Dangerous Driving Review – Not All Collisions Are A Hit

Two of Dangerous Driving’s fundamental tenets – racing and crashing – are at odds with each other. The game has both in equal measure, and they’re enjoyable at times. However, they don’t complement each other to elevate the game to more than what it is on paper: a racing title in which you occasionally marvel at some mangled crashes.

Dangerous Driving is composed of various race types unlocked more-or-less linearly based on your car class (SUV, supercar, formula DD, etc.). The majority of events revolve around racing, whether that’s trying to chain boosts together in Heatwave, going against a single competitor in Face Off, or seeing how far you can get before you crash in Survival. Of course, even if you’re not more focused on knocking out people, like when you’re a cop in Pursuit mode, crashing into others is always an option.

I chuckled at nailing traffic head-on at high speeds, and watching flaming cars flip and crumple. Dangerous Driving definitely has these moments, but it isn’t integrated with the racing in a way to make these crashes more than worth a few laughs. I was often annoyed – even when I sent another car tumbling – because the slow-motion crash interludes took me out of the racing zone. Sometimes you can’t even tell if it’s you or them being smashed. Taking someone out is also disorientating; the race continues in real-time, so you’re suddenly somewhere else on the track than when the hit was first initiated.

After a while, the spectacle of the crashes are less impressive. They give the car more boost, but because this is easy to achieve in other ways like getting air, drifting, or avoiding pile ups, the crashing itself often isn’t necessary. Your competitors are back on the track in no time in the race-orientated modes anyway (multiplayer is planned for after launch), so other than on the last lap or home stretch, it is not ultimately useful. At least later in the game crashes are made slightly more interesting when some events have specific takedown rules, like an opponent must be rubbed out using the A.I. traffic. These stipulations make it harder to get a takedown, but don’t make the crashes more meaningful.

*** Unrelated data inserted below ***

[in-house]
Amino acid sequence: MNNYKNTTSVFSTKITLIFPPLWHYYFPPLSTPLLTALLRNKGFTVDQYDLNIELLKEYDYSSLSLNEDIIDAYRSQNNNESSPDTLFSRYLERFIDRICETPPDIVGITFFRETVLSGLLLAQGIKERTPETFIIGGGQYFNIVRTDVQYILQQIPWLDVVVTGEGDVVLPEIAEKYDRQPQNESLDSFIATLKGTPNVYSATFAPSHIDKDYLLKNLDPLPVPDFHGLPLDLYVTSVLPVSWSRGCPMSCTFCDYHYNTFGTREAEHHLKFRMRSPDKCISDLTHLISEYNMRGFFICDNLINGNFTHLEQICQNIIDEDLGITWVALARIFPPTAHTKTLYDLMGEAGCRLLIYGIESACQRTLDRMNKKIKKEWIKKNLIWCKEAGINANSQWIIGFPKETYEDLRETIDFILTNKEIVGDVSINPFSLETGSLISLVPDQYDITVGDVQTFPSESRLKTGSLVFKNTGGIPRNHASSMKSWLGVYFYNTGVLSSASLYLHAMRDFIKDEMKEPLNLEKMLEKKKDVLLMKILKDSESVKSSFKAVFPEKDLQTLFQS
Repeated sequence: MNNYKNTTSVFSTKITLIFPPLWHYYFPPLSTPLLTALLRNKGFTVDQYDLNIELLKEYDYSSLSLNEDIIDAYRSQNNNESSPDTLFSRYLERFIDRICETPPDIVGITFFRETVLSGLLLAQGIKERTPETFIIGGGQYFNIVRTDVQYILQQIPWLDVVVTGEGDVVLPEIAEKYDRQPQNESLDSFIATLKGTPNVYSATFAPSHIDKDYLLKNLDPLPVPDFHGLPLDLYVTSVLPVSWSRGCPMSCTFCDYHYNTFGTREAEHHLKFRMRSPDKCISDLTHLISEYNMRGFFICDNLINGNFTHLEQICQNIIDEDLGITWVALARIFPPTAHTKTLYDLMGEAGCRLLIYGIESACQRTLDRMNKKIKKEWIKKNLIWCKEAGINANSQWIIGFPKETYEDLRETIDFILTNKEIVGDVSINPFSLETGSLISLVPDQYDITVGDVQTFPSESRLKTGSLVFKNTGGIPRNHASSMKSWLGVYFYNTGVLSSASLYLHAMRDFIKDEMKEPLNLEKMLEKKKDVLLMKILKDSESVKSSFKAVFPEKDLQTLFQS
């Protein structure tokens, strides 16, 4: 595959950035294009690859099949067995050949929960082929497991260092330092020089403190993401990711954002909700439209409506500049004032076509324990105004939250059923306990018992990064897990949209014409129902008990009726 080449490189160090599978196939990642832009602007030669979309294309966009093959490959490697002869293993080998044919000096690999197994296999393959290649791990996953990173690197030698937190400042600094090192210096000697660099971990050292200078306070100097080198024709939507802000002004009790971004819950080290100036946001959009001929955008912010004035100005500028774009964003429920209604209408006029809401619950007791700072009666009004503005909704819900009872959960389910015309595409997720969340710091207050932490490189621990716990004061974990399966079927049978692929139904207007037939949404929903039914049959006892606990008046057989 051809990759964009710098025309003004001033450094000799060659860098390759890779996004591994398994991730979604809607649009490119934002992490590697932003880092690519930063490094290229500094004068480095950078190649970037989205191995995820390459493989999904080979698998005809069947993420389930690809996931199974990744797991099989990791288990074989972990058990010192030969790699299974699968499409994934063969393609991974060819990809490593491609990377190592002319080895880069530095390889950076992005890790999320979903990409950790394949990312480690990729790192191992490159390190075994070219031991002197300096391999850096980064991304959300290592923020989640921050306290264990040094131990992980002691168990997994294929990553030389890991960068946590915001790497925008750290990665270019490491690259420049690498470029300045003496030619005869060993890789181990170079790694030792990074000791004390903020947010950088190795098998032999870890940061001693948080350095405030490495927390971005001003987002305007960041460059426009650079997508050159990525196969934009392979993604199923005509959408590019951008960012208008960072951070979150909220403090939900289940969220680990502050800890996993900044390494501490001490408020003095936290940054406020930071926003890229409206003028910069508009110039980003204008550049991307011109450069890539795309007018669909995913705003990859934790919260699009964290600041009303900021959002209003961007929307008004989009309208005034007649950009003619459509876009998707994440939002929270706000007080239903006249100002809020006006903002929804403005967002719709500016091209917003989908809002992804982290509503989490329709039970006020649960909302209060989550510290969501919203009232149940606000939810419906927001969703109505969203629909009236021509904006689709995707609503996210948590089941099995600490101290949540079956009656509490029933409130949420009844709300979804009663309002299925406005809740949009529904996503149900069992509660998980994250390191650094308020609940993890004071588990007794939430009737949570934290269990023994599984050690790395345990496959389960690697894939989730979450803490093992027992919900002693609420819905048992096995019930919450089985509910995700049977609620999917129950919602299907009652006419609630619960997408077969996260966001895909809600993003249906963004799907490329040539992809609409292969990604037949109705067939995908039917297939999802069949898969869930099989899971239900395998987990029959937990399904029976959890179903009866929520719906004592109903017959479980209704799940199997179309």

Apart from the oncoming A.I. cars, the environments don’t augment the mayhem. The tracks contain different background scenery, but their assembly of curves and straightaways don’t distinguish themselves from one another. Similarly, car selection isn’t a big deal since the events are tied to each vehicle class, and although you can pick four different variations of each car class, they are specifically suited for a particular race mode (like Tuned vehicles being best for Heatwave races), so there’s not a lot of strategy involved.

Dangerous Driving has some hiccups like momentary pauses in tunnels, rare unexpected car swerves (both yours and the A.I.), slowdown, and inconsistent crash determinations, but these aren’t even why the game misses its target. Previous Three Fields titles like the Danger Zone series and Dangerous Golf had a reason for their destruction, but I can’t find it in Dangerous Driving. The racing itself has some thrills due to its sometimes insane sense of speed, but neither it nor the crashes make their mark.

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